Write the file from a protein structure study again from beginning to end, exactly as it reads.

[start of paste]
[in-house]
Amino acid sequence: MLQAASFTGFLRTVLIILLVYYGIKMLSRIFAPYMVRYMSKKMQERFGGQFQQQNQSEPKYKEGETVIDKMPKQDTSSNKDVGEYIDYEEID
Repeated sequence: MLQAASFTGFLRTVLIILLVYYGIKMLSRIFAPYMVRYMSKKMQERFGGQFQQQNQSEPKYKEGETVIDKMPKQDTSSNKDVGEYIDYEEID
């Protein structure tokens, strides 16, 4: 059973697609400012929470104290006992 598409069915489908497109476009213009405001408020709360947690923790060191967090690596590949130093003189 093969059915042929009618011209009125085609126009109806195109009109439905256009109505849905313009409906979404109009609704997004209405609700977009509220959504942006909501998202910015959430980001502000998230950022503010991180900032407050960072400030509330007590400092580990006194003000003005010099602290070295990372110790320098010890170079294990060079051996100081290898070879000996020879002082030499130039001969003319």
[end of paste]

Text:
[in-house]
Amino acid sequence: MLQAASFTGFLRTVLIILLVYYGIKMLSRIFAPYMVRYMSKKMQERFGGQFQQQNQSEPKYKEGETVIDKMPKQDTSSNKDVGEYIDYEEID
Repeated sequence: MLQAASFTGFLRTVLIILLVYYGIKMLSRIFAPYMVRYMSKKMQERFGGQFQQQNQSEPKYKEGETVIDKMPKQDTSSNKDVGEYIDYEEID
């Protein structure tokens, strides 16, 4: 059973697609400012929470104290006992 598409069915489908497109476009213009405001408020709360947690923790060191967090690596590949130093003189 093969059915042929009618011209009125085609126009109806195109009109439905256009109505849905313009409906979404109009609704997004209405609700977009509220959504942006909501998202910015959430980001502000998230950022503010991180900032407050960072400030509330007590400092580990006194003000003005010099602290070295990372110790320098010890170079294990060079051996100081290898070879000996020879002082030499130039001969003319």